"We trained them to do our job so one day we could pass on the torch but I think it might have happened a little too soon," Brooks said. "To see all the sacrifices that me and so many of my brothers and sisters made amount to nothing, it's kind of rough." The U.S. still has 5,000 troops in Afghanistan. Brooks has friends who are there –  he said one of his friends has slept three hours in the last 36 hours.

"They are out of pocket right now. They aren't even social media," he said. Javed Ali, a counterterror expert with the University of Michigan, said he predicted Kabul would fall quickly last week. He hopes the plan to pull troops out of the country is revised. "At least explore the option of leaving a small counterterrorism force in a place like we do in other places in the world," he said

What else we're watching

  1. General Motors says its replacing battery modules in some of its Chevy Bolts to avoid a fire risk. Issues with battery compartments have been given more emphasis as electric vehicles take up a small, but growing share of the auto market.
  2. East Jefferson construction begins today. The heavily-trafficked Detroit roadway will be getting a makeover of a five-mile stretch of the road from Beaubien to Lakewood Street.
  3. Multiple videos showing brawls unfolding after the Detroit Tigers game Monday were posted on social media. The Tigers beat the Cleveland Indians.
  4. A disaster recovery center for flood victims is opening in Hamtramck to assist homeowners get connected to resources.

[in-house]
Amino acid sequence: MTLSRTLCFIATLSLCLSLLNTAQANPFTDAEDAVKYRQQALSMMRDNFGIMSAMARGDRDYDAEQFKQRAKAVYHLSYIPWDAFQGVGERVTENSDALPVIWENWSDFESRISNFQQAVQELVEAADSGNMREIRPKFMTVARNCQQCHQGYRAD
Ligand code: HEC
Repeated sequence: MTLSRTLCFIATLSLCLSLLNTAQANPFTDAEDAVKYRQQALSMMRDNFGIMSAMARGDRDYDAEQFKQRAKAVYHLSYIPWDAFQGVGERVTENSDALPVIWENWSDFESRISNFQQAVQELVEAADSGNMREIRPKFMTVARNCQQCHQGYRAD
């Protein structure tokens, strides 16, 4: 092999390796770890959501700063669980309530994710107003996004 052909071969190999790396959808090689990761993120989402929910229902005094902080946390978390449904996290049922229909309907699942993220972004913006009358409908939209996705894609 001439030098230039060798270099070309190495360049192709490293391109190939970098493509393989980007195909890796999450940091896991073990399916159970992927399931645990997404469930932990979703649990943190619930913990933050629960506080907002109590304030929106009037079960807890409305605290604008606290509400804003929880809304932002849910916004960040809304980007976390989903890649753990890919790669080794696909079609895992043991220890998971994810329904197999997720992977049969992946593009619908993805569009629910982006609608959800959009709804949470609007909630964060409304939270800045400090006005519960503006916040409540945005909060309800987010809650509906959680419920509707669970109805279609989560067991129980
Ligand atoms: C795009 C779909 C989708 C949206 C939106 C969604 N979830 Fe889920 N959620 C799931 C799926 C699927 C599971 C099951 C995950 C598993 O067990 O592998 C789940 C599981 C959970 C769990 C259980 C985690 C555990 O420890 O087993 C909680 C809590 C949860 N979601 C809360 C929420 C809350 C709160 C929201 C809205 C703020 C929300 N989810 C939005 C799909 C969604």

5. Both Gov. Gretchen Whitmer and James Craig outlined proposals for improving law enforcement in Michigan - which is an indication about what priorities those running for governor could narrow in on as campaign season heats up.

Live on FOX 2

Daily Forecast

A warming trend is underway this week. After mild conditions graced us on Monday, the heat is expected to turn up over the next few days. That includes temperatures in the 80s and chances of storms in the second half of the week.

U.S. declares 1st federal water shortage

U.S. officials on Monday declared the first-ever water shortage from a river that serves 40 million people in the West, triggering cuts to some Arizona farmers next year amid a gripping drought.

Water levels at the largest reservoir on the Colorado River — Lake Mead — have fallen to record lows. Along its perimeter, a white "bathtub ring" of minerals outlines where the high water line once stood, underscoring the acute water challenges for a region facing a growing population and a drought that is being worsened by hotter, drier weather brought on by climate change.

States, cities, farmers and others have diversified their water sources over the years, helping soften the blow of the upcoming cuts. Federal officials said Monday's declaration makes clear that conditions have intensified faster than scientists predicted in 2019, when some states in the Colorado River basin agreed to give up shares of water to maintain levels at Lake Mead.